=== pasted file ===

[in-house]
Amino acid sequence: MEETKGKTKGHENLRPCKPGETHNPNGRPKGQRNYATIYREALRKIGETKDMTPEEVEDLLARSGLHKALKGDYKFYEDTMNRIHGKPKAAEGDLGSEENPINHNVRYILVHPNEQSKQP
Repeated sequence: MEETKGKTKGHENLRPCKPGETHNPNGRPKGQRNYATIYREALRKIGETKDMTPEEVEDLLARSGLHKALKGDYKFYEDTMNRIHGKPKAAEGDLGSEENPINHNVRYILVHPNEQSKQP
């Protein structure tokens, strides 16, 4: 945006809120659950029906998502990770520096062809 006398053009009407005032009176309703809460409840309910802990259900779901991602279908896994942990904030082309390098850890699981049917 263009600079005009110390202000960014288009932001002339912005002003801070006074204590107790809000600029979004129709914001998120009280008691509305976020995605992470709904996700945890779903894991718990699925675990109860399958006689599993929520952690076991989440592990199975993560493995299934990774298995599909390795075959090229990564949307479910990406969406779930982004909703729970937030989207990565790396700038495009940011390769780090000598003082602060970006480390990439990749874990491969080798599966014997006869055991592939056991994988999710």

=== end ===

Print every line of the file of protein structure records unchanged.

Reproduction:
[in-house]
Amino acid sequence: MEETKGKTKGHENLRPCKPGETHNPNGRPKGQRNYATIYREALRKIGETKDMTPEEVEDLLARSGLHKALKGDYKFYEDTMNRIHGKPKAAEGDLGSEENPINHNVRYILVHPNEQSKQP
Repeated sequence: MEETKGKTKGHENLRPCKPGETHNPNGRPKGQRNYATIYREALRKIGETKDMTPEEVEDLLARSGLHKALKGDYKFYEDTMNRIHGKPKAAEGDLGSEENPINHNVRYILVHPNEQSKQP
């Protein structure tokens, strides 16, 4: 945006809120659950029906998502990770520096062809 006398053009009407005032009176309703809460409840309910802990259900779901991602279908896994942990904030082309390098850890699981049917 263009600079005009110390202000960014288009932001002339912005002003801070006074204590107790809000600029979004129709914001998120009280008691509305976020995605992470709904996700945890779903894991718990699925675990109860399958006689599993929520952690076991989440592990199975993560493995299934990774298995599909390795075959090229990564949307479910990406969406779930982004909703729970937030989207990565790396700038495009940011390769780090000598003082602060970006480390990439990749874990491969080798599966014997006869055991592939056991994988999710």